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[whitespace] Raves Get Local

The closing of a Bay Area venue for massives has meant a dance party diaspora and a boom in local rave events

By Rob Pratt

DESPITE AN OUTLAW history and a persistent reputation as gatherings organized around illicit endeavors, the Bay Area's rave scene has largely gone legitimate in the past few years. Rave music nights at established San Francisco clubs now earn high marks in European music mags (like 1015 Folsom's Thursday "Come-Unity," Friday "Nikita" and Sunday "Spundae"), and new "weeklies" dedicated to the techno, trance and jungle sounds favored at raves have started to crop up in the suburbs.

Part of the movement to established, permitted venues, explains Mananya Chansanchai, a member of Mirage Kru, one of two groups producing Friday's "Stir" at the Santa Cruz Civic Auditorium, is the lack of a centralized, stable venue for large-scale all-night dance parties. Collectives have scaled down and gone local, promoting dance parties aimed at drawing 1,000 ravers instead of blockbuster events for 10,000 or more.

An Oakland warehouse on Hegenberger Road that was once so favored as the site of massives that devotees called it the "International Rave Center" or "Home Base," was shut down late last year. (City officials closed it to raves in the wake of a death at an area rave.) Promoters like Harmony Production's Greg Sandler, whose "Harmogeddon" rave at the Santa Cruz County Fairgrounds on New Year's Eve brought thousands to Watsonville for an all-night dance party but failed to break even, have found it difficult to draw enough people to alternative locations to make massives a viable proposition. Starting up new rave night at Santa Rosa's 125 Fifth Street club, Sandler says he's turning to clubland to keep the name of Harmony Productions on the scene without having to raise budgets that quickly escalate into the hundreds of thousands of dollars.

The shifting economics of the rave scene locally has meant more events in Santa Cruz County. In addition to Tuesday's "Bassic Elements" at Moe's Alley and 13 Moontribe's monthly full-moon parties, dance music collectives have organized a pair of rave nights at downtown venues the next two weeks. And Civic Auditorium manager Andy Botsford says that the pace of inquiries from promoters looks like the summer months are shaping up as a big time for Santa Cruz raving.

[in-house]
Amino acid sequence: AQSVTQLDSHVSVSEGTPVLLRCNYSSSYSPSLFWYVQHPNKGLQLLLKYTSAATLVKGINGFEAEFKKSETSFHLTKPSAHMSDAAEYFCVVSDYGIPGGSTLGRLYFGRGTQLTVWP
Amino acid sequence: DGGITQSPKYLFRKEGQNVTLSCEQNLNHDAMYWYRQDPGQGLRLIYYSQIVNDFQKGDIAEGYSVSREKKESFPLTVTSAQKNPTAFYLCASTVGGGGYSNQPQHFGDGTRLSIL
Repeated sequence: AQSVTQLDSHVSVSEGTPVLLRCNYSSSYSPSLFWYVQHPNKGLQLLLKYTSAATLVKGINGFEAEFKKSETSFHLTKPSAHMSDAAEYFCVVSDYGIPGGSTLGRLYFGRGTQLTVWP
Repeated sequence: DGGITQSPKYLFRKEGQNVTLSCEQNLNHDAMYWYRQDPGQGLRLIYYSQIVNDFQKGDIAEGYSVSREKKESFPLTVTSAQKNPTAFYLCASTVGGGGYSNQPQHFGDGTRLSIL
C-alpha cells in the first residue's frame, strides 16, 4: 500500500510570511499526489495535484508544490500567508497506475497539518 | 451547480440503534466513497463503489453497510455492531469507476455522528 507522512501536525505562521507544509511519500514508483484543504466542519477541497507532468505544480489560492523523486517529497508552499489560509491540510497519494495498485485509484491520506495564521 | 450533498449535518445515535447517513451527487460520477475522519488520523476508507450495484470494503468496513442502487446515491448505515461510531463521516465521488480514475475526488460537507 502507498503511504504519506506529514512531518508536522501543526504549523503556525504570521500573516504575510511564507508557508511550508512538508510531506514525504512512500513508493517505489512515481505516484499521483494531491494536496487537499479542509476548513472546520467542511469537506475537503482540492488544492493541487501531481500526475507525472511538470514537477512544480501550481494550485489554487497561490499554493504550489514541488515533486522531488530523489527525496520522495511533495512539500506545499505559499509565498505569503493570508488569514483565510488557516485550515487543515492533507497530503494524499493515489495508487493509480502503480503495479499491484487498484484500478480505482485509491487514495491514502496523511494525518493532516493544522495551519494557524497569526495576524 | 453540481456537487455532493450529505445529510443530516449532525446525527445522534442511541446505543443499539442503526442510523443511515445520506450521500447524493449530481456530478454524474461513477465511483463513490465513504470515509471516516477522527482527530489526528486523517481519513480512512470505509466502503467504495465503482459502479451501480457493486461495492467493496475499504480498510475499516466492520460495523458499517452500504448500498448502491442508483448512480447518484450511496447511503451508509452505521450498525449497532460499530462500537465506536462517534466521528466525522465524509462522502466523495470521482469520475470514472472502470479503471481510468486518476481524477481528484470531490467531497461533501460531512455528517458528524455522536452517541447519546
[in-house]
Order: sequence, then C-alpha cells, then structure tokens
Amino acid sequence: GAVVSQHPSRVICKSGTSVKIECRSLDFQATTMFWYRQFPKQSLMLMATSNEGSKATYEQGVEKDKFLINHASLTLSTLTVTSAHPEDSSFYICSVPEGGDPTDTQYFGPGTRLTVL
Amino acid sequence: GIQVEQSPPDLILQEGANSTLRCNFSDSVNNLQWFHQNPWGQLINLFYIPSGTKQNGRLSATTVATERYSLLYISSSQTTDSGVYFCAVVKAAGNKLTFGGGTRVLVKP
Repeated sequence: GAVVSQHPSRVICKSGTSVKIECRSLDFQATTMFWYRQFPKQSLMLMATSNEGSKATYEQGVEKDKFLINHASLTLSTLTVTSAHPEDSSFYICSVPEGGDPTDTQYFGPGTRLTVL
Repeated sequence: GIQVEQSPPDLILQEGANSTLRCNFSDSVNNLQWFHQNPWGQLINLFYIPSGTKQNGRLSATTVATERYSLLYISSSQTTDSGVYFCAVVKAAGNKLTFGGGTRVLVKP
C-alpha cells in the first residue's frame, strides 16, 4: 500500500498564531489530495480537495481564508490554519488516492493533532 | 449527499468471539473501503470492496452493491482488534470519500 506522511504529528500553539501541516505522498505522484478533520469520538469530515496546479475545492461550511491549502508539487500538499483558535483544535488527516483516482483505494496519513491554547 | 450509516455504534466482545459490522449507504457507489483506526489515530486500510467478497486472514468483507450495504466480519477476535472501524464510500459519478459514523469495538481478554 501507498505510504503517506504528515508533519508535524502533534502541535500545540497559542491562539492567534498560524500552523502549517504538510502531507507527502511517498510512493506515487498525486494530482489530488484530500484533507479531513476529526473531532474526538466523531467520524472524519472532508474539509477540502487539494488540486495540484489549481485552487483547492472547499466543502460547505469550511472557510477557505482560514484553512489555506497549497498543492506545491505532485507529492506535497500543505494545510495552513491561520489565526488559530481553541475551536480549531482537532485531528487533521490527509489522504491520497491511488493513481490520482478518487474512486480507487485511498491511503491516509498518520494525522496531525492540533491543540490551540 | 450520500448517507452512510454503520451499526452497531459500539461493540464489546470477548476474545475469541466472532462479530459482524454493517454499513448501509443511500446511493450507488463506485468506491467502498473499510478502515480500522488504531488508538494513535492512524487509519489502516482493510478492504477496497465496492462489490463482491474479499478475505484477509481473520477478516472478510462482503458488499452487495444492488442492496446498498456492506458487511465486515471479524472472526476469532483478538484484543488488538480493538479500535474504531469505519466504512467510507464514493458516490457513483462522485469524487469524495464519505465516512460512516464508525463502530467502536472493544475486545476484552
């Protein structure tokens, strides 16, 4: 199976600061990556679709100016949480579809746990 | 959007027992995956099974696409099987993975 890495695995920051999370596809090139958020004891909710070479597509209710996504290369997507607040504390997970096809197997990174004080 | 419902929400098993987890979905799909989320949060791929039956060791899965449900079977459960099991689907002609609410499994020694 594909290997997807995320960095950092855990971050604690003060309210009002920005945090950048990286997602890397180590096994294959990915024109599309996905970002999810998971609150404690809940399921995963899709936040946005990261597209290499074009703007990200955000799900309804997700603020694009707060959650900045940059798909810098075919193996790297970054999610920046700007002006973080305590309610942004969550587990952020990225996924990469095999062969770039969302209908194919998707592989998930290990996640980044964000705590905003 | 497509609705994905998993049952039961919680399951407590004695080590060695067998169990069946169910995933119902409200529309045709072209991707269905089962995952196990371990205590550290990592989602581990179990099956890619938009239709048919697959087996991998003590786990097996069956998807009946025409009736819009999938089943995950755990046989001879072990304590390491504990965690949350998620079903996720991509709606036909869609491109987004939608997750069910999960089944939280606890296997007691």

For Mirage Kru's Chansanchai, downsizing from massives means an opportunity for the rave scene to get back to its roots.

"It's a chance for lesser-known groups who have enough capability to go back to what it was all about," she says. Instead of angling for big profits, "Stir" organizers instead are aiming merely to break even and hoping to get their reward in good vibes. "Most of our DJs are doing it for free--most of them are our friends who have been playing underground parties."

First-time promoter Neil Martin-Zeavy decided to mount "Pure Dance Explosion" at Palookaville April 14 from a similar motivation. To keep the ticket price low, Martin-Zeavy enlisted a sympathetic lineup of leading DJs (including Sandler) who would reduce their fees since he doesn't stand to profit from the show even if it sells out.

"There's really nothing like this happening around here, because no one can get permits," he says. "I was sitting around one night, thinking that there are no dance parties in the city limits that are for 18-plus and are safe, fun and cheap. So I decided to go for it."

But even a small-scale rave--one that has to wind down at 1am, according to the city's entertainment ordinance--can get costly. Palookaville's Denise Vivar explains that rental on the club runs roughly $2,000. "Stir" at the Santa Cruz Civic Auditorium faces a much higher break-even point. Botsford outlines almost $10,000 for a rave-scale event there: $5,000 in rental, $3,000 for security, $750 for the city's entertainment tax, "hundreds" to hire union stage hands for the night--and the Civic earns 10 percent on every ticket sold through the box office. The big advantage: City property is exempt from Santa Cruz's highly restrictive entertainment ordinance, which means "Stir" can go all night long.

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From the April 5-12, 2000 issue of Metro Santa Cruz.

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